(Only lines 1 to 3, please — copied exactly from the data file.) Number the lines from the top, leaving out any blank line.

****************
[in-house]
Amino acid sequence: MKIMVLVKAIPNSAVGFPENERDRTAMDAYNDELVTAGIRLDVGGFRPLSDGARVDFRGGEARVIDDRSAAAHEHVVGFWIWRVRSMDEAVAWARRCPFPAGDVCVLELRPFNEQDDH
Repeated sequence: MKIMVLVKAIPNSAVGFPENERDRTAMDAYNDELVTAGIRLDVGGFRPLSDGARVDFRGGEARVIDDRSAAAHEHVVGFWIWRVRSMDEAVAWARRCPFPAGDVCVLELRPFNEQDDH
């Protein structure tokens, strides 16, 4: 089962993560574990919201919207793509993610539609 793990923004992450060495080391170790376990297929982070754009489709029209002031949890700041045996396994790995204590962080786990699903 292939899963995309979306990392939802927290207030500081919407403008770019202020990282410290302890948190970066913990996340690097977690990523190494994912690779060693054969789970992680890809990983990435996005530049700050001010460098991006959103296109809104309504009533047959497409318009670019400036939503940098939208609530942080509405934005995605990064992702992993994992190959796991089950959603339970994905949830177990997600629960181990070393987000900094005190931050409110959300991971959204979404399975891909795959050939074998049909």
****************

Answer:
[in-house]
Amino acid sequence: MKIMVLVKAIPNSAVGFPENERDRTAMDAYNDELVTAGIRLDVGGFRPLSDGARVDFRGGEARVIDDRSAAAHEHVVGFWIWRVRSMDEAVAWARRCPFPAGDVCVLELRPFNEQDDH
Repeated sequence: MKIMVLVKAIPNSAVGFPENERDRTAMDAYNDELVTAGIRLDVGGFRPLSDGARVDFRGGEARVIDDRSAAAHEHVVGFWIWRVRSMDEAVAWARRCPFPAGDVCVLELRPFNEQDDH